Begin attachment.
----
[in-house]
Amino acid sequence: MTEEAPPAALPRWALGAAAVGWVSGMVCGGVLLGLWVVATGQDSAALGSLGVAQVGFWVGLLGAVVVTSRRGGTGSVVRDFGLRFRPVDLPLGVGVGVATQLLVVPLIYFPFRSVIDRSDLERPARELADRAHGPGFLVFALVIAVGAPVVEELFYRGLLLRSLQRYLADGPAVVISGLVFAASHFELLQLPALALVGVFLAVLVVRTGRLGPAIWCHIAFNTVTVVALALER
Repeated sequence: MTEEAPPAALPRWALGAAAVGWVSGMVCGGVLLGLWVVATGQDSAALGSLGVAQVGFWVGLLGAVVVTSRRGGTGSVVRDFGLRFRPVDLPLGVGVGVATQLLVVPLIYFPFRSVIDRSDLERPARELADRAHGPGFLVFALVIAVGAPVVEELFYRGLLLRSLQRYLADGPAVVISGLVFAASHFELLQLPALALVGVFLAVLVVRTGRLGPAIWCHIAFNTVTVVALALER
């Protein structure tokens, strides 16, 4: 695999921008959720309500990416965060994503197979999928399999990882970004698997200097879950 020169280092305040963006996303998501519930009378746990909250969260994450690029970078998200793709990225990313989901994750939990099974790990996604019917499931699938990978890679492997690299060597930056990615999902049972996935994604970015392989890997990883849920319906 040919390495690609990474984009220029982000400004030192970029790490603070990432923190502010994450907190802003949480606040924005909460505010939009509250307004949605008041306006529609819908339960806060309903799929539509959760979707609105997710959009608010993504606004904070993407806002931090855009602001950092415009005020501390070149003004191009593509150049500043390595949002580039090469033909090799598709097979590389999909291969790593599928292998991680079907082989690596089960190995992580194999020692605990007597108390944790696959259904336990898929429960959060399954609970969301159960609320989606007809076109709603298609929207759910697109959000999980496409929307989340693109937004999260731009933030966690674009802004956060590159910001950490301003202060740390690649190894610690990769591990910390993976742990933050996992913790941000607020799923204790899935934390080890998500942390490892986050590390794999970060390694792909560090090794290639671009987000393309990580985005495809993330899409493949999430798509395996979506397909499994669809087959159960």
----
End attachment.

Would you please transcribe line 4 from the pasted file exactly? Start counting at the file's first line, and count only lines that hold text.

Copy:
């Protein structure tokens, strides 16, 4: 695999921008959720309500990416965060994503197979999928399999990882970004698997200097879950 020169280092305040963006996303998501519930009378746990909250969260994450690029970078998200793709990225990313989901994750939990099974790990996604019917499931699938990978890679492997690299060597930056990615999902049972996935994604970015392989890997990883849920319906 040919390495690609990474984009220029982000400004030192970029790490603070990432923190502010994450907190802003949480606040924005909460505010939009509250307004949605008041306006529609819908339960806060309903799929539509959760979707609105997710959009608010993504606004904070993407806002931090855009602001950092415009005020501390070149003004191009593509150049500043390595949002580039090469033909090799598709097979590389999909291969790593599928292998991680079907082989690596089960190995992580194999020692605990007597108390944790696959259904336990898929429960959060399954609970969301159960609320989606007809076109709603298609929207759910697109959000999980496409929307989340693109937004999260731009933030966690674009802004956060590159910001950490301003202060740390690649190894610690990769591990910390993976742990933050996992913790941000607020799923204790899935934390080890998500942390490892986050590390794999970060390694792909560090090794290639671009987000393309990580985005495809993330899409493949999430798509395996979506397909499994669809087959159960």